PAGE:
Dear Campus Community:

The tragic death of George Floyd has left me heartbroken, angry, and overwhelmed by grief. But of course, it is not my grief that matters and I fully recognize that my grief pales in comparison to the parents who have lost their children, to the siblings who have lost brothers and sisters, and to our communities who have lost valuable members and leaders of our collective society.   As we are witnessing the responses across our country, it is clear that we are all intensely connected by our humanity.

Our collective outrage is especially exacerbated on the heels of the senseless deaths of Ahmaud Arbery, Breonna Taylor, and the video involving the disturbing treatment of Christian Cooper in Central Park. These events have also evoked memories of Sandra Bland, Eric Garner, Michael Brown, and innumerable others that have not received the same level of media attention as we are seeing now. With these inescapable reminders combined with our own personal life experiences, our emotions are understandably and rightfully heightened and amplified.

Now is the time when we must be mindful and steady in supporting one another and hold steadfast to our belief that racism, hate, and bigotry have no place in our world. This moment is a harsh reminder that we still have so much work to do to overcome explicit and implicit expressions of racism, inequities and systemic oppression that continue to adversely affect so many individuals, families, and communities.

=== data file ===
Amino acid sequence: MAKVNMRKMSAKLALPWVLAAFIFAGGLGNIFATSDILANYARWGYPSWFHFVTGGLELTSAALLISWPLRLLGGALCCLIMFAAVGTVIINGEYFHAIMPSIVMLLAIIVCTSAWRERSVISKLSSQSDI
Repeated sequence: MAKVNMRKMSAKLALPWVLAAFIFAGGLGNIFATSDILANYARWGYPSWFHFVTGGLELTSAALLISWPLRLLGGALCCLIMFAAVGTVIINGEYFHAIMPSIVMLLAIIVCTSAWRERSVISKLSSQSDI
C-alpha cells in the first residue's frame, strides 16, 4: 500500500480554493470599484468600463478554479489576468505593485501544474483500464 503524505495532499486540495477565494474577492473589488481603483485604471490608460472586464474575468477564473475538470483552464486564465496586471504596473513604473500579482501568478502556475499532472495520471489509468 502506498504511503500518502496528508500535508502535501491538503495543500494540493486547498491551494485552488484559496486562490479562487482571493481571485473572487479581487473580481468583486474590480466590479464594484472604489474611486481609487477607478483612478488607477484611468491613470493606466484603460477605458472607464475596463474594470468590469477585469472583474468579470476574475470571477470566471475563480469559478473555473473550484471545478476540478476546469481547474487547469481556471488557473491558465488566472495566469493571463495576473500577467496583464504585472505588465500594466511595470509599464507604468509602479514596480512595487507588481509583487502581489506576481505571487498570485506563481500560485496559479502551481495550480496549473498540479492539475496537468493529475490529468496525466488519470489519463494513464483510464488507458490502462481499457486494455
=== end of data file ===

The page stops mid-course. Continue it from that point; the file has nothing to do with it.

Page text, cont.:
The root cause of these horrifying acts is institutional racism and one vital solution to such terror is education. Our University mission and daily work is key to facilitating the type of transformational change that is possible and needed at the systemic level. Our work in empowering students through their education, as well as the never-ending education of ourselves, will serve as the foundation of this process. This will require us to engage in ongoing self-reflection and cognitive work that is required to fully examine and challenge our own assumptions and beliefs; to embed this work into our classrooms, scholarly activities, co-curricular programming, and day-to-day interactions; and to intentionally create spaces where we can fully engage in these challenging, complex and uncomfortable discussions.

In the face of a world-wide pandemic, this work is especially difficult. However, we must remain fully committed to this work no matter the barriers that challenge our success.  I have asked the President’s Council on Inclusive Excellence to provide me with recommendations for how to address these systemic racial barriers and inequities at both the individual and University-wide levels.

I remain incredibly grateful to work with a campus community whose foundational values of equity and inclusion serve as the driving force in propelling us forward to a more just and equitable future for us all.  As stated by Martin Luther King Jr. “We are caught in an inescapable network of mutuality, tied in a single garment of destiny. Whatever affects one directly, affects all indirectly.” Now is the time for us to act for justice, to speak for equity, to change from within, and to dismantle racism.

Erika D. Beck, Ph.D.

Back to Top ↑